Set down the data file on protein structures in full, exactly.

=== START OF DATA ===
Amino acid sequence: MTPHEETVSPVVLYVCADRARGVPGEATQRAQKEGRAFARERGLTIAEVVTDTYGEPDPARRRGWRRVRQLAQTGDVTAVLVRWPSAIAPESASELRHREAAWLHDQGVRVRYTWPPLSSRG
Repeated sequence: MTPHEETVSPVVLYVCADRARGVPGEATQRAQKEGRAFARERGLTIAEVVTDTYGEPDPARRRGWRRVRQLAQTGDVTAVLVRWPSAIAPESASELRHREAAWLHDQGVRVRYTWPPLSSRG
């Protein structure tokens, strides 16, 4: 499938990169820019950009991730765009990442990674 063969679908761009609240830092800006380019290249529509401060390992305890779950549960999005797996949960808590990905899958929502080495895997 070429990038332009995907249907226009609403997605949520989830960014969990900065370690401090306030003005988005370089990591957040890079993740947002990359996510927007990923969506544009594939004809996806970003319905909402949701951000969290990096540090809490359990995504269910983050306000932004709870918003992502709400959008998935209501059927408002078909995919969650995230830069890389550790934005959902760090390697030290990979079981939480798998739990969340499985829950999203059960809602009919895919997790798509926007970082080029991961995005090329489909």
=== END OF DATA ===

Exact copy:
Amino acid sequence: MTPHEETVSPVVLYVCADRARGVPGEATQRAQKEGRAFARERGLTIAEVVTDTYGEPDPARRRGWRRVRQLAQTGDVTAVLVRWPSAIAPESASELRHREAAWLHDQGVRVRYTWPPLSSRG
Repeated sequence: MTPHEETVSPVVLYVCADRARGVPGEATQRAQKEGRAFARERGLTIAEVVTDTYGEPDPARRRGWRRVRQLAQTGDVTAVLVRWPSAIAPESASELRHREAAWLHDQGVRVRYTWPPLSSRG
């Protein structure tokens, strides 16, 4: 499938990169820019950009991730765009990442990674 063969679908761009609240830092800006380019290249529509401060390992305890779950549960999005797996949960808590990905899958929502080495895997 070429990038332009995907249907226009609403997605949520989830960014969990900065370690401090306030003005988005370089990591957040890079993740947002990359996510927007990923969506544009594939004809996806970003319905909402949701951000969290990096540090809490359990995504269910983050306000932004709870918003992502709400959008998935209501059927408002078909995919969650995230830069890389550790934005959902760090390697030290990979079981939480798998739990969340499985829950999203059960809602009919895919997790798509926007970082080029991961995005090329489909």